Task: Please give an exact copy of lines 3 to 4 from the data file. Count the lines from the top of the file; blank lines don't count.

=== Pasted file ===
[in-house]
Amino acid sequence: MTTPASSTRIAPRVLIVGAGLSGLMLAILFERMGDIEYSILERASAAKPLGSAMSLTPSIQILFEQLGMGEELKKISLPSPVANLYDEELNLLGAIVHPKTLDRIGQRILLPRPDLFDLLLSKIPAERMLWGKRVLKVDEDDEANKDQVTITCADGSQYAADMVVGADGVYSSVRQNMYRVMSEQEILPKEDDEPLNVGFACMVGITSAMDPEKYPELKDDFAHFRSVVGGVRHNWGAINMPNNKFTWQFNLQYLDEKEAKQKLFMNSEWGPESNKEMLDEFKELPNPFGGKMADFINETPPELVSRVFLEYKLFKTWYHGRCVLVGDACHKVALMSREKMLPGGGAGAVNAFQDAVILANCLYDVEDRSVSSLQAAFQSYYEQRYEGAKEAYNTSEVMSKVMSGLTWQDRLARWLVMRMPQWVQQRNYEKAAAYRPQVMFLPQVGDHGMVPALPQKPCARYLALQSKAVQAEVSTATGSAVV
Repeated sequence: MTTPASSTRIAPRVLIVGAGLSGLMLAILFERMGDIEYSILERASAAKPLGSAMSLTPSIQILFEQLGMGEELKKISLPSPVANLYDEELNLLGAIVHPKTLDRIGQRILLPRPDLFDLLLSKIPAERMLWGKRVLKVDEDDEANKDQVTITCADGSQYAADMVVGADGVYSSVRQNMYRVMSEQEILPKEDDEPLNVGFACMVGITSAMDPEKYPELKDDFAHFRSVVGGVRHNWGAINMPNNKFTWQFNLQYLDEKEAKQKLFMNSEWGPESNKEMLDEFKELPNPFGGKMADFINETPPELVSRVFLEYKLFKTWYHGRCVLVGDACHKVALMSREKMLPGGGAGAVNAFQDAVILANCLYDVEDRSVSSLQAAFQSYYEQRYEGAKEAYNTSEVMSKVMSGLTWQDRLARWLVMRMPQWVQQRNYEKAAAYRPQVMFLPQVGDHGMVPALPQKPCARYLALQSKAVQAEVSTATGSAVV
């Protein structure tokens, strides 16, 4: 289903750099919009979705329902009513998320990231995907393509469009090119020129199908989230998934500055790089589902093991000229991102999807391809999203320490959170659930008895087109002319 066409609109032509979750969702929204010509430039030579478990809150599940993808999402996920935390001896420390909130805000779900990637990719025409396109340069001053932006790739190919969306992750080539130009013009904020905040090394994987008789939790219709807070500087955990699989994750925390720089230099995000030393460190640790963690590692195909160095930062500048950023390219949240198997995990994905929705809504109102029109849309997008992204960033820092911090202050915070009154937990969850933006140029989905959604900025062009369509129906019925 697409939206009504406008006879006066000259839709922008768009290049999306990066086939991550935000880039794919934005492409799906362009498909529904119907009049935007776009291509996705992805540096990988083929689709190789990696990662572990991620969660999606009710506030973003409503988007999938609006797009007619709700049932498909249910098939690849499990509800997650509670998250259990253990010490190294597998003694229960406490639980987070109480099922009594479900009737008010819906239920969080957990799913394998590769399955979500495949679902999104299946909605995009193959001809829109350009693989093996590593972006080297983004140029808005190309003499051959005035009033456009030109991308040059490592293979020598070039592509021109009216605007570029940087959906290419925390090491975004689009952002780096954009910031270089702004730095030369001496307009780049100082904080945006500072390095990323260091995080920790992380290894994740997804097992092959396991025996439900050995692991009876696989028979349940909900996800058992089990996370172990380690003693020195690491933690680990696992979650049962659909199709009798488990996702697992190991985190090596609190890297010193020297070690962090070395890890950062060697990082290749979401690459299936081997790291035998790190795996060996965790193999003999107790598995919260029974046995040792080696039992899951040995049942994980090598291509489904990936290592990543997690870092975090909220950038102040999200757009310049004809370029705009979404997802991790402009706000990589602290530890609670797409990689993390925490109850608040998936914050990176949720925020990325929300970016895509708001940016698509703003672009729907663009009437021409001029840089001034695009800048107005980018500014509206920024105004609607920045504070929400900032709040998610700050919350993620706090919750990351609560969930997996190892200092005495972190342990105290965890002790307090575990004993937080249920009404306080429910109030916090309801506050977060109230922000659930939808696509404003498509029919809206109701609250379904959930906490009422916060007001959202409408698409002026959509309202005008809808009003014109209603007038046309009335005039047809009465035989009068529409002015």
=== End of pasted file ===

Repeated sequence: MTTPASSTRIAPRVLIVGAGLSGLMLAILFERMGDIEYSILERASAAKPLGSAMSLTPSIQILFEQLGMGEELKKISLPSPVANLYDEELNLLGAIVHPKTLDRIGQRILLPRPDLFDLLLSKIPAERMLWGKRVLKVDEDDEANKDQVTITCADGSQYAADMVVGADGVYSSVRQNMYRVMSEQEILPKEDDEPLNVGFACMVGITSAMDPEKYPELKDDFAHFRSVVGGVRHNWGAINMPNNKFTWQFNLQYLDEKEAKQKLFMNSEWGPESNKEMLDEFKELPNPFGGKMADFINETPPELVSRVFLEYKLFKTWYHGRCVLVGDACHKVALMSREKMLPGGGAGAVNAFQDAVILANCLYDVEDRSVSSLQAAFQSYYEQRYEGAKEAYNTSEVMSKVMSGLTWQDRLARWLVMRMPQWVQQRNYEKAAAYRPQVMFLPQVGDHGMVPALPQKPCARYLALQSKAVQAEVSTATGSAVV
């Protein structure tokens, strides 16, 4: 289903750099919009979705329902009513998320990231995907393509469009090119020129199908989230998934500055790089589902093991000229991102999807391809999203320490959170659930008895087109002319 066409609109032509979750969702929204010509430039030579478990809150599940993808999402996920935390001896420390909130805000779900990637990719025409396109340069001053932006790739190919969306992750080539130009013009904020905040090394994987008789939790219709807070500087955990699989994750925390720089230099995000030393460190640790963690590692195909160095930062500048950023390219949240198997995990994905929705809504109102029109849309997008992204960033820092911090202050915070009154937990969850933006140029989905959604900025062009369509129906019925 697409939206009504406008006879006066000259839709922008768009290049999306990066086939991550935000880039794919934005492409799906362009498909529904119907009049935007776009291509996705992805540096990988083929689709190789990696990662572990991620969660999606009710506030973003409503988007999938609006797009007619709700049932498909249910098939690849499990509800997650509670998250259990253990010490190294597998003694229960406490639980987070109480099922009594479900009737008010819906239920969080957990799913394998590769399955979500495949679902999104299946909605995009193959001809829109350009693989093996590593972006080297983004140029808005190309003499051959005035009033456009030109991308040059490592293979020598070039592509021109009216605007570029940087959906290419925390090491975004689009952002780096954009910031270089702004730095030369001496307009780049100082904080945006500072390095990323260091995080920790992380290894994740997804097992092959396991025996439900050995692991009876696989028979349940909900996800058992089990996370172990380690003693020195690491933690680990696992979650049962659909199709009798488990996702697992190991985190090596609190890297010193020297070690962090070395890890950062060697990082290749979401690459299936081997790291035998790190795996060996965790193999003999107790598995919260029974046995040792080696039992899951040995049942994980090598291509489904990936290592990543997690870092975090909220950038102040999200757009310049004809370029705009979404997802991790402009706000990589602290530890609670797409990689993390925490109850608040998936914050990176949720925020990325929300970016895509708001940016698509703003672009729907663009009437021409001029840089001034695009800048107005980018500014509206920024105004609607920045504070929400900032709040998610700050919350993620706090919750990351609560969930997996190892200092005495972190342990105290965890002790307090575990004993937080249920009404306080429910109030916090309801506050977060109230922000659930939808696509404003498509029919809206109701609250379904959930906490009422916060007001959202409408698409002026959509309202005008809808009003014109209603007038046309009335005039047809009465035989009068529409002015």